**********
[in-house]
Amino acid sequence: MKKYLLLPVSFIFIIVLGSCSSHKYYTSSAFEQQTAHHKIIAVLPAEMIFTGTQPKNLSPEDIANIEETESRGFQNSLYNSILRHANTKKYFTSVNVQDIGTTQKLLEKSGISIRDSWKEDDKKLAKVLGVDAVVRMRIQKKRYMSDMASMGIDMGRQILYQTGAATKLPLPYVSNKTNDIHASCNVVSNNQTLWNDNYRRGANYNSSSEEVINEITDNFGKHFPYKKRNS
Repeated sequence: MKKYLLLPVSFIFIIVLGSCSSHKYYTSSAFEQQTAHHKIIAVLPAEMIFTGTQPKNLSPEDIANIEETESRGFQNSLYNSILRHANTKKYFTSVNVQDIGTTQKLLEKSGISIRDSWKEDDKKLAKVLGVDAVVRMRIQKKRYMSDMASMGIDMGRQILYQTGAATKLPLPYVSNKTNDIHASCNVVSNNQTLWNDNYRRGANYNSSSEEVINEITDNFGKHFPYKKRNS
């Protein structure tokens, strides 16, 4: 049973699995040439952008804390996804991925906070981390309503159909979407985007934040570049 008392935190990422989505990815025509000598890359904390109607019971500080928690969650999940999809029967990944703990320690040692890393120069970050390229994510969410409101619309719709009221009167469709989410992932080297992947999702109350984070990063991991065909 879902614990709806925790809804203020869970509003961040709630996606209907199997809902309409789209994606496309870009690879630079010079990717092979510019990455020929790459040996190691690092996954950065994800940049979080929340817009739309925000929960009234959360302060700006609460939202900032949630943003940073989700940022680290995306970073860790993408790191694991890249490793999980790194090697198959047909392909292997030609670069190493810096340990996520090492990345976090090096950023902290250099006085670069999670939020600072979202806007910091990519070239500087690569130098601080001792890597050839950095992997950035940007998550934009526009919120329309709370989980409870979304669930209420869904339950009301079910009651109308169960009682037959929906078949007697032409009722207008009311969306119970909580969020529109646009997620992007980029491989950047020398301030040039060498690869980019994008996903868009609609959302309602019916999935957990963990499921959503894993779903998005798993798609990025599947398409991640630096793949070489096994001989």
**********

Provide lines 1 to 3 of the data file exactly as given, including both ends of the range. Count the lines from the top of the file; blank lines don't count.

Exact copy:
[in-house]
Amino acid sequence: MKKYLLLPVSFIFIIVLGSCSSHKYYTSSAFEQQTAHHKIIAVLPAEMIFTGTQPKNLSPEDIANIEETESRGFQNSLYNSILRHANTKKYFTSVNVQDIGTTQKLLEKSGISIRDSWKEDDKKLAKVLGVDAVVRMRIQKKRYMSDMASMGIDMGRQILYQTGAATKLPLPYVSNKTNDIHASCNVVSNNQTLWNDNYRRGANYNSSSEEVINEITDNFGKHFPYKKRNS
Repeated sequence: MKKYLLLPVSFIFIIVLGSCSSHKYYTSSAFEQQTAHHKIIAVLPAEMIFTGTQPKNLSPEDIANIEETESRGFQNSLYNSILRHANTKKYFTSVNVQDIGTTQKLLEKSGISIRDSWKEDDKKLAKVLGVDAVVRMRIQKKRYMSDMASMGIDMGRQILYQTGAATKLPLPYVSNKTNDIHASCNVVSNNQTLWNDNYRRGANYNSSSEEVINEITDNFGKHFPYKKRNS